In comparison, Cambodia ranks 103rd on the SDG Index but only 57th for spillovers. The country has made rapid progress [PDF] on eliminating extreme poverty over the past two decades, including by tripling funding for education. But Cambodia and other developing countries face major funding shortfalls in their efforts to further reduce disease-related mortality rates, improve clean water and sanitation, and find solutions to climate change.

What are the main critiques of the SDGs?

Development experts have raised several criticisms of the SDGs, calling them too broad, too numerous, and overly ambitious. “It is hard to imagine what the time-bound and quantified target is for harmony with nature,” New York University’s William Easterly wrote for Foreign Policy in 2015. “Unlike the MDGs, the SDGs are so encyclopedic that everything is top priority, which means nothing is a priority.” Some experts have instead called for a more focused approach, such as identifying and investing in a smaller selection of the most cost-effective targets. Proponents of the far-reaching global goals counter that they help to mobilize support and resources and that they galvanize leaders to act by creating peer pressure.

Other critics point out the lack of accountability inherent in voluntary programs such as the SDGs. Because the goals are not legally binding, there is little that the United Nations can do if a country chooses not to apply them. The United Nations itself notes the difficulties of this arrangement [PDF], calling it a “basic failure” of the program and highlighting a dearth of coordination between national and local governments and a global financial system that is not geared toward sustainability.

Financing is another major challenge. According to a 2023 UN report [PDF], there is currently an estimated $4.2 trillion gap between current development financing and SDG needs. Some experts claim that blended financing, which combines private sources with grants or public funding, could help close the gap. Others say that result would be unlikely, especially as overall global investment has fallen sharply amid rising debt and increased food and energy prices.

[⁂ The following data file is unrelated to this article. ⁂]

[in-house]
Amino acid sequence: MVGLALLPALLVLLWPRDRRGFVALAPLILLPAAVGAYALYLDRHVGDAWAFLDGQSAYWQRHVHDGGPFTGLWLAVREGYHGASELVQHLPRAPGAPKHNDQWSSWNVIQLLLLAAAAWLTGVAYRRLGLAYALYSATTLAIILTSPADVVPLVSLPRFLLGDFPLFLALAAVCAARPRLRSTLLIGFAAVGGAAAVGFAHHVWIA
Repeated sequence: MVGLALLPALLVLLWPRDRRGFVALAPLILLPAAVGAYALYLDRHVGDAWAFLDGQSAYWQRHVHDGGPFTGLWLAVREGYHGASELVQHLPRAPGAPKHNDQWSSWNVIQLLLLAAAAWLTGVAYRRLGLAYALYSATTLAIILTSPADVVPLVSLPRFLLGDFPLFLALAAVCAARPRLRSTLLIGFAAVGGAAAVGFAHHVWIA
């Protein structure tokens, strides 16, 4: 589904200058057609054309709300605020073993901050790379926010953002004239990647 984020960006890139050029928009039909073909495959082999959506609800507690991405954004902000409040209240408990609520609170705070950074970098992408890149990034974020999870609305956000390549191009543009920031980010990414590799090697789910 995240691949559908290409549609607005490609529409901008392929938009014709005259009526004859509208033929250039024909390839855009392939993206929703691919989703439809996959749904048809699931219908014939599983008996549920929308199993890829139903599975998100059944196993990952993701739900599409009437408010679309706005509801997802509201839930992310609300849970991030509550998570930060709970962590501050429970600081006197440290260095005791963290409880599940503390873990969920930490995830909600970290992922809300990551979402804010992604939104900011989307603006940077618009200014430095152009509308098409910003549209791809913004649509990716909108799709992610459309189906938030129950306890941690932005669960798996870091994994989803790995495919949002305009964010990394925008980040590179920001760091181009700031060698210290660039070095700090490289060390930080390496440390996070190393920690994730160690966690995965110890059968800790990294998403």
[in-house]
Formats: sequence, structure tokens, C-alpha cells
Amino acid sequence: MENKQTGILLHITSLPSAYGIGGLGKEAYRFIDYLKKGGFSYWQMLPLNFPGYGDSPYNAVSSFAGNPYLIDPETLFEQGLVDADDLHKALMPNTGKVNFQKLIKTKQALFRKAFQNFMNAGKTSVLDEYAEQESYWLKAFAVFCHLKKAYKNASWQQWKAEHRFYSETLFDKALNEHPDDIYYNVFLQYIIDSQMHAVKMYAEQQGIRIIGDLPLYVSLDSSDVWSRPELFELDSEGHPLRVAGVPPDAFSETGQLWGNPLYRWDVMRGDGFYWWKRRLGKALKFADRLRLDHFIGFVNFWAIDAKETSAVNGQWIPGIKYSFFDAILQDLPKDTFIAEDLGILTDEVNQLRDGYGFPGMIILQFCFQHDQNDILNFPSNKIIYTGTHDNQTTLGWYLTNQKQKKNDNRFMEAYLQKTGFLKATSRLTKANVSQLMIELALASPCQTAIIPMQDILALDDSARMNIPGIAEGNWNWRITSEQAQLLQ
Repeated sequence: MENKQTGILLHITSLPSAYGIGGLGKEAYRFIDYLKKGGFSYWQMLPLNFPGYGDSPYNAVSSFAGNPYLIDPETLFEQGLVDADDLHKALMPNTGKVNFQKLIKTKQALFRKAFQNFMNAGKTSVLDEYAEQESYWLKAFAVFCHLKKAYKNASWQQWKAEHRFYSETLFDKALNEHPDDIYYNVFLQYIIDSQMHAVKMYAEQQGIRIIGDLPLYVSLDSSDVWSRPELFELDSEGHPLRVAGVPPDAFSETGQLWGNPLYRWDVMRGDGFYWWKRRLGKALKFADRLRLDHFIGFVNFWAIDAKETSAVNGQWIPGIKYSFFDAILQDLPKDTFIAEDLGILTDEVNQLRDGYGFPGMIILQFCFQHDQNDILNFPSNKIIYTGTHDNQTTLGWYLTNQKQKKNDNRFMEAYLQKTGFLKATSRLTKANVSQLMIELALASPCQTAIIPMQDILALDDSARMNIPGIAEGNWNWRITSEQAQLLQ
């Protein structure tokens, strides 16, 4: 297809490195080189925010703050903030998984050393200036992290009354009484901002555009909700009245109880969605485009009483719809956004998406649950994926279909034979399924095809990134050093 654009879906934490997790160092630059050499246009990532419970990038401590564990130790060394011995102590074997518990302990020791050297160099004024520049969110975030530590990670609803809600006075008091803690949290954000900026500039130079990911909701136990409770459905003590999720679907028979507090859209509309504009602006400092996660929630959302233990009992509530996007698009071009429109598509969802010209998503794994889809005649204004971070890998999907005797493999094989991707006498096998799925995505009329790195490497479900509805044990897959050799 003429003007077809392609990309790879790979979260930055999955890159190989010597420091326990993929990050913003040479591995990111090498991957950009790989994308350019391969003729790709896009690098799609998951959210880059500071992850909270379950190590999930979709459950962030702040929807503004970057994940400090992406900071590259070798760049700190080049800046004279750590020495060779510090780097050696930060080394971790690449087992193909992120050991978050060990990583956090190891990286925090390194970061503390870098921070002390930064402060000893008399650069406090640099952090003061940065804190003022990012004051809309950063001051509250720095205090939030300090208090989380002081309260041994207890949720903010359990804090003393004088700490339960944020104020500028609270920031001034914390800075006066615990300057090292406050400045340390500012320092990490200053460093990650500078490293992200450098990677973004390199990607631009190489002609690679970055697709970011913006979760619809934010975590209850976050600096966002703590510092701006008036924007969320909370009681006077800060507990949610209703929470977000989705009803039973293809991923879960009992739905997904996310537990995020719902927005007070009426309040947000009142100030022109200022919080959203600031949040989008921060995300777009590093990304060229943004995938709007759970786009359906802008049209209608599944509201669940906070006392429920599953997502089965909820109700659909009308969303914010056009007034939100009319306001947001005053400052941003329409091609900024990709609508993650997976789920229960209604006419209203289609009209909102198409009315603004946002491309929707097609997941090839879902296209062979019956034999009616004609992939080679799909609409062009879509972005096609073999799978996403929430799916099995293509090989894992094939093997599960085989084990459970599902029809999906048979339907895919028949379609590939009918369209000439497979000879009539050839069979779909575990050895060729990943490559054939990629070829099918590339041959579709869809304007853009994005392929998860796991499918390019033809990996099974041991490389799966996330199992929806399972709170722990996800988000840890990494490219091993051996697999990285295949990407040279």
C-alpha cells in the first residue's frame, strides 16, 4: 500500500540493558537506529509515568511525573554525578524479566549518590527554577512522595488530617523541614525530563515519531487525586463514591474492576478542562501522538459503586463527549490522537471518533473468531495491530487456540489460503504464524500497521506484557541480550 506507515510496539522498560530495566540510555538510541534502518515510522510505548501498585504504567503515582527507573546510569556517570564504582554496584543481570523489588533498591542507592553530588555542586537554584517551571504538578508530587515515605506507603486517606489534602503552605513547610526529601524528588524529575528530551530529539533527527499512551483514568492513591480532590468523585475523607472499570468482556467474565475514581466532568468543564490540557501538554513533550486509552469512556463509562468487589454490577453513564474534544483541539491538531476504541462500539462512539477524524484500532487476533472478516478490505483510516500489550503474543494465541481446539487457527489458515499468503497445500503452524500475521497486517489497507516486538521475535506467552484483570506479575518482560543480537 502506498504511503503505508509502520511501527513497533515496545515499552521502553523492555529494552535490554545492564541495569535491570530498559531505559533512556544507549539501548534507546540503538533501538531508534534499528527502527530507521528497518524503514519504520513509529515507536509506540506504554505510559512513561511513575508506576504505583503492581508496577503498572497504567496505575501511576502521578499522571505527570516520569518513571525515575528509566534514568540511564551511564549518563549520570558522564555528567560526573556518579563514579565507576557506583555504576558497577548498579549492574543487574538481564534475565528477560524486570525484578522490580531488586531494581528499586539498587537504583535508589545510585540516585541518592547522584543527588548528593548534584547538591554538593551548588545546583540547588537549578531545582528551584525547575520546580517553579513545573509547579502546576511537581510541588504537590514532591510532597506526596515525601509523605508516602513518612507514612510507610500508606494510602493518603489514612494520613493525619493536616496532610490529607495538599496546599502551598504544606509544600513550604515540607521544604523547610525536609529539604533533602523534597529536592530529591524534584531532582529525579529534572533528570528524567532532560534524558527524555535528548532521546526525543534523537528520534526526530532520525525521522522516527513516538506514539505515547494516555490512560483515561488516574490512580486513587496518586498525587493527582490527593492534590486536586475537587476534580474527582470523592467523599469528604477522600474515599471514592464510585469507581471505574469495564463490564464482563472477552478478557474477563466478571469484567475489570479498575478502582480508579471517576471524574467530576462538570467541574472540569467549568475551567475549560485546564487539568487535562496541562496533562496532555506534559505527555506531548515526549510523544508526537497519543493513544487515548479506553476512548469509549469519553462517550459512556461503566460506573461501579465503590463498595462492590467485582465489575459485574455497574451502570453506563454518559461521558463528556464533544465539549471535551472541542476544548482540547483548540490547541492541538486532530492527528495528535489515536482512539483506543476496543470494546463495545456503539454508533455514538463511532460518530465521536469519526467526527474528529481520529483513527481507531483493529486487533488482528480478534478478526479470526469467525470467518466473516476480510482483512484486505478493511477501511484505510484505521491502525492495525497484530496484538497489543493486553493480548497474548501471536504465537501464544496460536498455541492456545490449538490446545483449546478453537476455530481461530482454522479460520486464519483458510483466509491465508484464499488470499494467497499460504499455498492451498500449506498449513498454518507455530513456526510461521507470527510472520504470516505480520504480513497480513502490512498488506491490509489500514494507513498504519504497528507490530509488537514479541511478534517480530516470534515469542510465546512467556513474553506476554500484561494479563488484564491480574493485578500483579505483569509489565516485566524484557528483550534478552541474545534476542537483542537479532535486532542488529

How has the COVID-19 pandemic affected SDG implementation?

Though progress toward the SDGs was already slow prior to 2020, the onset of the pandemic challenged decades of global development efforts, the United Nations reported [PDF]. Lockdowns, border closures, and trade disruptions upended basic services even as the pandemic unveiled the very disparities that the SDGs aim to tackle. “The pandemic put full focus on the SDGs because it brought home the need to care for the basic needs of people,” says Alice C. Hill, CFR’s senior fellow for energy and the environment.

The ensuing global recession meant that developing economies lost an estimated $220 billion in economic output, reducing their ability to invest in the SDGs. It also ballooned the financing gap in developing countries, which in 2020 increased by more than $2 trillion, while their debt burden hit a record $860 billion, a 12 percent rise compared to 2019. However, while the concurrent crises of the pandemic and Russia’s war in Ukraine have reversed some SDG progress, UN members have since reaffirmed their commitments to the SDGs.